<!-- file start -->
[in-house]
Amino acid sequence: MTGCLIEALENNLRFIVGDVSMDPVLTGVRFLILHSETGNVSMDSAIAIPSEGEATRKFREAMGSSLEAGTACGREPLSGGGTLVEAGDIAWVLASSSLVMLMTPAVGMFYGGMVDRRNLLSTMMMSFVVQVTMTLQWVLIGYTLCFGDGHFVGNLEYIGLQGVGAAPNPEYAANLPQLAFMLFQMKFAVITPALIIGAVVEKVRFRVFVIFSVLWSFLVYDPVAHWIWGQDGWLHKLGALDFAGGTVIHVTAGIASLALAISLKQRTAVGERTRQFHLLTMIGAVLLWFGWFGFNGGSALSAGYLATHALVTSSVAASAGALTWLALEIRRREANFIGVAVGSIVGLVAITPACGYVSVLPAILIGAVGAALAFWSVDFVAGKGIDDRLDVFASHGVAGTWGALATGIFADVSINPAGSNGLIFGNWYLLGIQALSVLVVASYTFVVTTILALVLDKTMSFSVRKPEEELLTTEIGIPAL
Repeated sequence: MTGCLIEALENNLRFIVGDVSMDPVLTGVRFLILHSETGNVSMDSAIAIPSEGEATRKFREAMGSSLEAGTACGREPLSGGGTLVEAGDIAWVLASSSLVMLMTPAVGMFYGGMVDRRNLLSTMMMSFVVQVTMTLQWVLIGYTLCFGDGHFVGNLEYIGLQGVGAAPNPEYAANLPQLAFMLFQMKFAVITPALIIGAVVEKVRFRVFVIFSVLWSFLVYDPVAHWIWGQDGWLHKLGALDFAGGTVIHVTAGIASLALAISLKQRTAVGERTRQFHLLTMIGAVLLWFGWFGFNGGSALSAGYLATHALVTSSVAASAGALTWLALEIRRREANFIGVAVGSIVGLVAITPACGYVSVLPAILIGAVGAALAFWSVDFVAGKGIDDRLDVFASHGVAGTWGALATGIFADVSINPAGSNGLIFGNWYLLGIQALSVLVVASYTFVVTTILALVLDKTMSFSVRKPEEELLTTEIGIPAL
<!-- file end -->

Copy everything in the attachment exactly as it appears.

[in-house]
Amino acid sequence: MTGCLIEALENNLRFIVGDVSMDPVLTGVRFLILHSETGNVSMDSAIAIPSEGEATRKFREAMGSSLEAGTACGREPLSGGGTLVEAGDIAWVLASSSLVMLMTPAVGMFYGGMVDRRNLLSTMMMSFVVQVTMTLQWVLIGYTLCFGDGHFVGNLEYIGLQGVGAAPNPEYAANLPQLAFMLFQMKFAVITPALIIGAVVEKVRFRVFVIFSVLWSFLVYDPVAHWIWGQDGWLHKLGALDFAGGTVIHVTAGIASLALAISLKQRTAVGERTRQFHLLTMIGAVLLWFGWFGFNGGSALSAGYLATHALVTSSVAASAGALTWLALEIRRREANFIGVAVGSIVGLVAITPACGYVSVLPAILIGAVGAALAFWSVDFVAGKGIDDRLDVFASHGVAGTWGALATGIFADVSINPAGSNGLIFGNWYLLGIQALSVLVVASYTFVVTTILALVLDKTMSFSVRKPEEELLTTEIGIPAL
Repeated sequence: MTGCLIEALENNLRFIVGDVSMDPVLTGVRFLILHSETGNVSMDSAIAIPSEGEATRKFREAMGSSLEAGTACGREPLSGGGTLVEAGDIAWVLASSSLVMLMTPAVGMFYGGMVDRRNLLSTMMMSFVVQVTMTLQWVLIGYTLCFGDGHFVGNLEYIGLQGVGAAPNPEYAANLPQLAFMLFQMKFAVITPALIIGAVVEKVRFRVFVIFSVLWSFLVYDPVAHWIWGQDGWLHKLGALDFAGGTVIHVTAGIASLALAISLKQRTAVGERTRQFHLLTMIGAVLLWFGWFGFNGGSALSAGYLATHALVTSSVAASAGALTWLALEIRRREANFIGVAVGSIVGLVAITPACGYVSVLPAILIGAVGAALAFWSVDFVAGKGIDDRLDVFASHGVAGTWGALATGIFADVSINPAGSNGLIFGNWYLLGIQALSVLVVASYTFVVTTILALVLDKTMSFSVRKPEEELLTTEIGIPAL